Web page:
Everyday Hero: Susan Madsen continues to inspire women 1

Susan Madsen poses for a portrait in her Highland home, Wednesday, Aug. 24, 2016. Madsen is currently a professor in the Woodbury School of Business at Utah Valley University. SAMMY JO HESTER, Daily Herald

With Father’s Day just around the corner, we at the Utah Women & Leadership Project at Utah Valley University want to celebrate the many ways that fathers support their daughters’ educational growth. And the best part is that most dads already do these four simple but extremely impactful things! Here’s what we found in our research:

1. Read with her. Curious George, Goodnight Moon, Captain Underpants, Harry Potter, it doesn’t matter what books you share. The simple act of reading with a child promotes cognitive development, language skills, improved vocabulary (research has found a link between early vocabulary and the likelihood a child will graduate from high school) and creates a father/daughter bond that will endure.

For example, one woman in our research shared the following:

“I remember when I was in 2nd grade I had an obsession with reading; my dad would suggest books to me, and sometimes even read the books at the same time as me so that we could discuss the plots. I remember always trying to read as quickly as he would when we were reading books at the same time so that he wouldn’t have to wait for me to turn the page, of course, he didn’t really mind waiting for me.”

2. Help with homework. If you make it a priority, your child will too. Perhaps your knowledge and experience can navigate tricky assignments and build confidence. But what if you’re a terrible speller or forgot how to divide fractions? That’s okay too. Create an environment where it’s alright to make mistakes and move on. A great way for your daughter to solidify her learning is to let her teach you. Whether it’s math, social studies or biology, when a dad sits down to do homework with his daughter, he sends a strong message: school matters.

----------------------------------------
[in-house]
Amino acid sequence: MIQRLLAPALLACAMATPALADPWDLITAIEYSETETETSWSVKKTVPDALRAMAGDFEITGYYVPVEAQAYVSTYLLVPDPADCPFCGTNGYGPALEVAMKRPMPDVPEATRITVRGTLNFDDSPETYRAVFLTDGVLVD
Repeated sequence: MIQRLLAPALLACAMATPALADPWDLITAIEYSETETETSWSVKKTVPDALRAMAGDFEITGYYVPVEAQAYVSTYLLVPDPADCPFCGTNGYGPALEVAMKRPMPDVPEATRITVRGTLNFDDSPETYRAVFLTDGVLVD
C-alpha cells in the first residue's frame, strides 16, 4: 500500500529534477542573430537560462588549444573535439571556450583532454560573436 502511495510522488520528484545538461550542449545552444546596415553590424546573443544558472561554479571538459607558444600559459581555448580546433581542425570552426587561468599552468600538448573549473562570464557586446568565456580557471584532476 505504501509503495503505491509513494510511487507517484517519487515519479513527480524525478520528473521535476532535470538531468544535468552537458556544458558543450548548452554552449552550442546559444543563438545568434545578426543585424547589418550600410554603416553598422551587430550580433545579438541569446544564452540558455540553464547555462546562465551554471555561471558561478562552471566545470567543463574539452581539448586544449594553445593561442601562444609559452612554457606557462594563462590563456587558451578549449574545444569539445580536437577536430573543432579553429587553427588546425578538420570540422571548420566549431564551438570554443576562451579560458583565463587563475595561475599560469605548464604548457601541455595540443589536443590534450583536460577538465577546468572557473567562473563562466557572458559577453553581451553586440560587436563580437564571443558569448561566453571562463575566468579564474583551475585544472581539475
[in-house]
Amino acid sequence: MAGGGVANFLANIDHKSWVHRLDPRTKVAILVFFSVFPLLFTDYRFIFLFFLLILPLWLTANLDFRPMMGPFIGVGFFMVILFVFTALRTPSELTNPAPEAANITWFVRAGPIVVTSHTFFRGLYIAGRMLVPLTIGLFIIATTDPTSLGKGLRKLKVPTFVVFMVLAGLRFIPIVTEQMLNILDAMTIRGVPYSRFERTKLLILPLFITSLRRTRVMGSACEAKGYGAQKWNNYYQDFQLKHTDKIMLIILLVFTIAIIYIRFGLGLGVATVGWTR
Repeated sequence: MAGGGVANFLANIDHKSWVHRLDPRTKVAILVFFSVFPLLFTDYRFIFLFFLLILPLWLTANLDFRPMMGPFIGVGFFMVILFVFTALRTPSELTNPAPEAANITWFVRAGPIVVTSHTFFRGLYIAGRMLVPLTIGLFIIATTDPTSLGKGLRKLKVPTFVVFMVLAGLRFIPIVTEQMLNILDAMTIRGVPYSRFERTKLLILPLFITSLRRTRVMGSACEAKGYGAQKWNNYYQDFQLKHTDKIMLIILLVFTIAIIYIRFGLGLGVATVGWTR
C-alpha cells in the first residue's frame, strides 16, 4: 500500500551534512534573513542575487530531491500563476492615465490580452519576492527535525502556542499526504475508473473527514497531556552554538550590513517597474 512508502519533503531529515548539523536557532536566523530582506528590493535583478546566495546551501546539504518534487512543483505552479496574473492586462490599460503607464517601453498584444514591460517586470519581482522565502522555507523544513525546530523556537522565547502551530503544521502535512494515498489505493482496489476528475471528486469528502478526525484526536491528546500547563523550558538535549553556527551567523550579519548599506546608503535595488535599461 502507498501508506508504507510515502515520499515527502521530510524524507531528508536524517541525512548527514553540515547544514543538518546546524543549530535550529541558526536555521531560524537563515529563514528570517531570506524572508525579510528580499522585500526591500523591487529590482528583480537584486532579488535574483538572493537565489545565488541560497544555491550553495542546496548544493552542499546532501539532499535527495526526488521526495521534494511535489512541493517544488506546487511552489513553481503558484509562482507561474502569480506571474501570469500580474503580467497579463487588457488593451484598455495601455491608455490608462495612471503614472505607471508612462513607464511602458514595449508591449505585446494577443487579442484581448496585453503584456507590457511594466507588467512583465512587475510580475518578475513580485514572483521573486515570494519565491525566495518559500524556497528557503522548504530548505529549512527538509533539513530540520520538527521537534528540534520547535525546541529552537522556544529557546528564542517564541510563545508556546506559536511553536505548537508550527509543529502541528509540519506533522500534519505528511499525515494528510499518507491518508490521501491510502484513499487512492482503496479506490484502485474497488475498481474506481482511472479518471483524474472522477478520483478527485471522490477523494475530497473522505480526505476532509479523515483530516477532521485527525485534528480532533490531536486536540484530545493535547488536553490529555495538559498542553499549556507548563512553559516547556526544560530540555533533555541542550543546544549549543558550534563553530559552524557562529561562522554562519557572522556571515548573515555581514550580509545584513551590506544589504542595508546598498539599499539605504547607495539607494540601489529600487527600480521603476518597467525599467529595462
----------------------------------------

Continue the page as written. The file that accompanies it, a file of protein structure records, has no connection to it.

But perhaps there’s an even more important message being sent: YOU matter!

3. Create projects you can do together. As a kid, nothing was more exciting than when my dad, Boyd Willden, wanted to do a project with me. For example, he loved genealogy and guided me through the process after assigning me a specific ancestor to research. Teach your daughter how to fry an egg, change a tire, paint a room, sing a song, stand up for what she believes and serve a neighbor in need. In fact, learning things together will strengthen your bond and model that learning is not just done in a classroom.

4. Talk about education. If you went to college, tell her about your favorite classes. From a young age, ask her what she wants to study, and show your excitement in her interests. If she says she wants to be a mermaid, then talk about marine biology. Promote learning in all that you do.

To all the dads of girls out there who take the time to read, play, help, and create—it matters. Whether intentionally or not, you are communicating to your daughters that learning and education are important to her growth. And that is something to celebrate.

Dr. Susan R. Madsen is the Orin R. Woodbury Professor of Leadership & Ethics in the Woodbury School of Business at Utah Valley University and the Founding Director of the Utah Women & Leadership Project.